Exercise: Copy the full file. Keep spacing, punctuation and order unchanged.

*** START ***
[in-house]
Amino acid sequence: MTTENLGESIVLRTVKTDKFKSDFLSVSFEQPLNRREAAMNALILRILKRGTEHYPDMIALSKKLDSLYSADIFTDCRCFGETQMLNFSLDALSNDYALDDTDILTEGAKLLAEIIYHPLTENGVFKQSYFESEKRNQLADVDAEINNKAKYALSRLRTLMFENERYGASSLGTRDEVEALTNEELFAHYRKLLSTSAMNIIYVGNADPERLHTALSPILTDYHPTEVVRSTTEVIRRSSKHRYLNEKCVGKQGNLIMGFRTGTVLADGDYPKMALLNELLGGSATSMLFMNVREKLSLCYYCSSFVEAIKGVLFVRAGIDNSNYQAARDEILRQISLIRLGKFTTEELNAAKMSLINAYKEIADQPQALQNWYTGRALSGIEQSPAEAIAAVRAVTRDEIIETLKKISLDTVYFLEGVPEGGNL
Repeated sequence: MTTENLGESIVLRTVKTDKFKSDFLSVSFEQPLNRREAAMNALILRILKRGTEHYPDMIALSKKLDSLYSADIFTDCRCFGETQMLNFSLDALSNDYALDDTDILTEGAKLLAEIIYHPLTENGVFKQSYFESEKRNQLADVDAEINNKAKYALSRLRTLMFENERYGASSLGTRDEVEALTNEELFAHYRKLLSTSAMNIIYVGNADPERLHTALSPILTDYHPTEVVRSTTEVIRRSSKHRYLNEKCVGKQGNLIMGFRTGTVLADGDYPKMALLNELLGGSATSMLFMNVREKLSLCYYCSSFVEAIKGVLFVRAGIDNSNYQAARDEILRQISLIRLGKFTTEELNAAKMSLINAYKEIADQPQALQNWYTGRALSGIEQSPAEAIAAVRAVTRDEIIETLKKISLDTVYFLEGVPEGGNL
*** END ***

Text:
[in-house]
Amino acid sequence: MTTENLGESIVLRTVKTDKFKSDFLSVSFEQPLNRREAAMNALILRILKRGTEHYPDMIALSKKLDSLYSADIFTDCRCFGETQMLNFSLDALSNDYALDDTDILTEGAKLLAEIIYHPLTENGVFKQSYFESEKRNQLADVDAEINNKAKYALSRLRTLMFENERYGASSLGTRDEVEALTNEELFAHYRKLLSTSAMNIIYVGNADPERLHTALSPILTDYHPTEVVRSTTEVIRRSSKHRYLNEKCVGKQGNLIMGFRTGTVLADGDYPKMALLNELLGGSATSMLFMNVREKLSLCYYCSSFVEAIKGVLFVRAGIDNSNYQAARDEILRQISLIRLGKFTTEELNAAKMSLINAYKEIADQPQALQNWYTGRALSGIEQSPAEAIAAVRAVTRDEIIETLKKISLDTVYFLEGVPEGGNL
Repeated sequence: MTTENLGESIVLRTVKTDKFKSDFLSVSFEQPLNRREAAMNALILRILKRGTEHYPDMIALSKKLDSLYSADIFTDCRCFGETQMLNFSLDALSNDYALDDTDILTEGAKLLAEIIYHPLTENGVFKQSYFESEKRNQLADVDAEINNKAKYALSRLRTLMFENERYGASSLGTRDEVEALTNEELFAHYRKLLSTSAMNIIYVGNADPERLHTALSPILTDYHPTEVVRSTTEVIRRSSKHRYLNEKCVGKQGNLIMGFRTGTVLADGDYPKMALLNELLGGSATSMLFMNVREKLSLCYYCSSFVEAIKGVLFVRAGIDNSNYQAARDEILRQISLIRLGKFTTEELNAAKMSLINAYKEIADQPQALQNWYTGRALSGIEQSPAEAIAAVRAVTRDEIIETLKKISLDTVYFLEGVPEGGNL